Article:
Updated: Aug 30
Editor’s Note: Today we welcome the return of guest blogger Toine Pieters, Descartes Institute for the History and Philosophy of the Sciences, Utrecht University, who wrote memorably about the use of “sewage epidemiology” as a tool for tracking drug use a few weeks ago. His post today is slightly more conventional, but no less cutting-edge.This is a corrected version of the original post. Thanks to Hans Bosman and Toine Pieters for working out the edits and amendations. –eds.
The Great Seal of the Dutch East India Company
For most of us coca and cocaine production and distribution is synonymous with Latin American drugs cartels and Colombian drug lords. It is also common knowledge that Britain and other European empires ruled the waves during the 19th century opium wars and up to the 1920s did everything to frustrate the American-led war against drugs. Only those who read Joseph Spillane’s Cocaine: from Medical Marvel to Modern Menace (2000) may remember that by far the most successful alternative coca growing venture outside Latin America before 1945 was in the Dutch East Indies on the island of Java. Spillane briefly mentions that Dutch colonial coca production began to dominate the global markets in the1910s and crowded South American producers from these markets. It is not farfetched to argue that the Dutch were the drug lords of the interbellum and continued to play a prominent position in the global narcotics industry after World War II.
Up until recently we knew relatively little about the halcyon days of Dutch drug production and trade. But on November 8 the 82 year old former employee of the Dutch Cocaine Factory (NCF), Hans Bosman, defended his thesis on ‘The history of the Nederlandsche Cocaine Fabriek and its successors as manufacturers of narcotic drugs, analysed from an international perspective’ at Maastricht University.
NCF Factory 1909, reproduced with courtesy from Hans Bosman’s thesis
From the 1860s until the turn of the century Peru was the major source by far of the raw materials for cocaine: coca leaves and later on also crude cocaine. The coca leaves were used in Europe and the US for the popular cocaine-containing elixirs and tonics. Cultivation of the coca plant was attempted in a number of countries outside South America, notably on Java and Ceylon. In 1875 the Botanical Garden of Buitenzorg introduced two coca plants on the island of Java, which was at that time part of the Netherlands East Indies. Java coca had a high total alkaloid content but was initially rejected by cocaine manufacturers as a raw material. Java coca contained mainly secondary coca-alkaloids and the direct yield of cocaine from the leaves was low. Chewing Java coca leaves did not evoke the same energizing sensation as Peruvian coca.
The appreciation for Java coca changed from the 1890s, after German chemists discovered a process to covert the secondary alkaloids into cocaine with a good yield, quality and competitive pricing. Around the beginning of the twentieth century, the prospects for Javanese coca begun to take a new turn. Within a thirty-year period Java succeeded in becoming the world’s leading exporter of coca leaves, surpassing the traditional coca producers in Peru and Bolivia (see figure 1).
Figure 1: Global Coca Production, courtesy Hans Bosman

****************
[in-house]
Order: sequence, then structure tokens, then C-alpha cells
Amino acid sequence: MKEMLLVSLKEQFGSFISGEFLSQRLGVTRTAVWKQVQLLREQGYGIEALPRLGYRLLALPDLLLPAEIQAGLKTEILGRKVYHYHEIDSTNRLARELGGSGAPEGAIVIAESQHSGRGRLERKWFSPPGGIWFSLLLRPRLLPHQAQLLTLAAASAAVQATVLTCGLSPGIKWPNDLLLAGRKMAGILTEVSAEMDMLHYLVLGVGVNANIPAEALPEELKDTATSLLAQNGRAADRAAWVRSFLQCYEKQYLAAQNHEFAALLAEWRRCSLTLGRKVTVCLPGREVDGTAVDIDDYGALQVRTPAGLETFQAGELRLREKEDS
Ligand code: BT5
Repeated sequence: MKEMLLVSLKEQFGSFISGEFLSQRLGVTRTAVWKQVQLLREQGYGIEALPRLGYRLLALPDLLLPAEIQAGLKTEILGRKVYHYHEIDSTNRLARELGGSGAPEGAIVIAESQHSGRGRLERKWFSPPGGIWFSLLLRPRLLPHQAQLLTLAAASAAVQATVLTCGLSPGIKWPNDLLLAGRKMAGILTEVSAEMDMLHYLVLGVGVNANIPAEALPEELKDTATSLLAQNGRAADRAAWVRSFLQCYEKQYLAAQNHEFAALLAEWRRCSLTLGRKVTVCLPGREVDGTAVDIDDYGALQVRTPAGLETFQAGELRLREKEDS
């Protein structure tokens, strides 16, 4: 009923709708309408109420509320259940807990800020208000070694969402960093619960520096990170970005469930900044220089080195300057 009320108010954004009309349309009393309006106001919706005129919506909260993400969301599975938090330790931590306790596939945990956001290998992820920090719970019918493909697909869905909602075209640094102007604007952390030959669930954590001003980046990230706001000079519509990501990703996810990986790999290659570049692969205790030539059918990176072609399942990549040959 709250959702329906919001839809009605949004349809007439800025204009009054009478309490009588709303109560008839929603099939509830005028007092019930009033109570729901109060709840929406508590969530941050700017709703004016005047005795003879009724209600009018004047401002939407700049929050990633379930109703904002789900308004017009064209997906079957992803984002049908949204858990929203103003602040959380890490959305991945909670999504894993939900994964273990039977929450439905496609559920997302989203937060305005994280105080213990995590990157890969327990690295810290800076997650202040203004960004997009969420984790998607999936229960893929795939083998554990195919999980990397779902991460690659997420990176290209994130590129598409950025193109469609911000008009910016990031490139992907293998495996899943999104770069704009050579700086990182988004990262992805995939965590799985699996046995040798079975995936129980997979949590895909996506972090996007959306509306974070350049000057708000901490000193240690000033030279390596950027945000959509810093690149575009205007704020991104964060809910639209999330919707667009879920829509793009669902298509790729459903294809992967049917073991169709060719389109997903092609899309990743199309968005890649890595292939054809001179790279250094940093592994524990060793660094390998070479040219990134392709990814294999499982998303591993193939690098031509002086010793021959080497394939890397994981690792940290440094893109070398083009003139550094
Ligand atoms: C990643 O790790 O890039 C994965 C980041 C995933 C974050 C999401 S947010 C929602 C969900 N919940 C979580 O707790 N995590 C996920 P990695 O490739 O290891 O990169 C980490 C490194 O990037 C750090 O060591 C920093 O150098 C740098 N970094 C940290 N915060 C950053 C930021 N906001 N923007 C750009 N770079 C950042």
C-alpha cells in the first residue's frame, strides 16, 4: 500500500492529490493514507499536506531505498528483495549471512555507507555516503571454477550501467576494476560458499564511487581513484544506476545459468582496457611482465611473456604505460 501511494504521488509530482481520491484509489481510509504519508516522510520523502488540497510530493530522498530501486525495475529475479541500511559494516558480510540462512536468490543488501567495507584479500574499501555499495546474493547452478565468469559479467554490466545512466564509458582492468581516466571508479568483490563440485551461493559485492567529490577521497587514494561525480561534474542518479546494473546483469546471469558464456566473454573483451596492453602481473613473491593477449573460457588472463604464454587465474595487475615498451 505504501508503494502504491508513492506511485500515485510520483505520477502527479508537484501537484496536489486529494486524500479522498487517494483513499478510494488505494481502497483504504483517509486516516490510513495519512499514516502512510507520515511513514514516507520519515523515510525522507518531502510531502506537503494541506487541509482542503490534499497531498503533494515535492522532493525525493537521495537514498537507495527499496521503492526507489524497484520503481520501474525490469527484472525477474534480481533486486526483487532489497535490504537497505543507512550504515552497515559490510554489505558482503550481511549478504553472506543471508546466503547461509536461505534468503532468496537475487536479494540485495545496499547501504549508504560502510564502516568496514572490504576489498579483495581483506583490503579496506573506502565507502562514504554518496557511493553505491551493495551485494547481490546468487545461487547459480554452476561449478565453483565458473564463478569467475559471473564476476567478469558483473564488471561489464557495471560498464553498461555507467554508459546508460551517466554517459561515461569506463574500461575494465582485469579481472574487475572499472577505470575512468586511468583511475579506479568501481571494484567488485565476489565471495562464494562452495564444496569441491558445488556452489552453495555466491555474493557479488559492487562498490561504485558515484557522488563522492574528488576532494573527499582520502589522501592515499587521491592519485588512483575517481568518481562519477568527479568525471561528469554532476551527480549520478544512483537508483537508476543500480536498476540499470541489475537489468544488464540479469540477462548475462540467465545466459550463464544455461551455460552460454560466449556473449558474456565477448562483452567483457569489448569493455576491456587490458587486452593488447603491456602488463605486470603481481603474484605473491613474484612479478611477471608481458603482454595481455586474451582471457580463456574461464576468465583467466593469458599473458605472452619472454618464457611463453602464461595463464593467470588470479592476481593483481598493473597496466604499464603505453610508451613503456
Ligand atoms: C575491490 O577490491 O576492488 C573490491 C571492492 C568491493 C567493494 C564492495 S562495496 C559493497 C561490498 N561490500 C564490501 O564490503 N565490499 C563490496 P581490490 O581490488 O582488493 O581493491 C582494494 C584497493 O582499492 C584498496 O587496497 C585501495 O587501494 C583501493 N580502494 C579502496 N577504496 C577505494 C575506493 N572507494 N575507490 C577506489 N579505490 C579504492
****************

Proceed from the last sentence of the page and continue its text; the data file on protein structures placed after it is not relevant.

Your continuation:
At the same time the port of Amsterdam developed into a major global trading center for coca leaves, cocaine, and other narcotics.
The availability of relatively cheap coca leaf from Java led in 1900 to the establishment of the Nederlandsche Cocaïne Fabriek (NCF, Dutch Cocaine industry). The company initially survived by selling the cocaine on contract to Gehe & Co, a member of the German cocaine convention or cartel. World War I opened the international markets for NCF and catapulted NCF to a position as one of the major cocaine producers in Europe, next to Merck and Boehringer Mannheim.
NCF Extraction Battery for Processing Coca Leaf, courtesy Hans Bosman
However, after the Geneva convention of 1925 and the implementation of rather strict international narcotics control the fortunes of the NCF took a turn for the worse. The export markets for NCF shrank dramatically and in order to survive NCF decided to expand and build on its experience as an alkaloid manufacturer and entered the opiate business through the production of morphine and other opiates such as codeine and ethylmorphine. In particular the exploration and subsequent use of poppy straw as an alternative raw material for crude morphine and the subsequent production of codeine appeared a profitable choice. In the1970s the Dutch opiate industry grew into the first rank (see fig 2), with approximately 10% of the total world production.
Fig 2. Global Morphine Production, courtesy Hans Bosman.
Up to the 1980s the Dutch opiate industry would maintain its prominent position. Growing competition from poppy straw producing countries like Turkey, Australia and Hungary would ultimately put an end to the Dutch involvement in the legal narcotics business.
As far as quantitative source data and legal production statistics of narcotics are concerned in the twentieth century Bosman’s thesis is a superb reference work for historians of drug history. The way Bosman applies statistical methods to the history of drugs is innovative However, the mathematical approach in the thesis prevents Bosman from providing information on the illegal markets and elaborating on the quantitative data with more analytical rigor.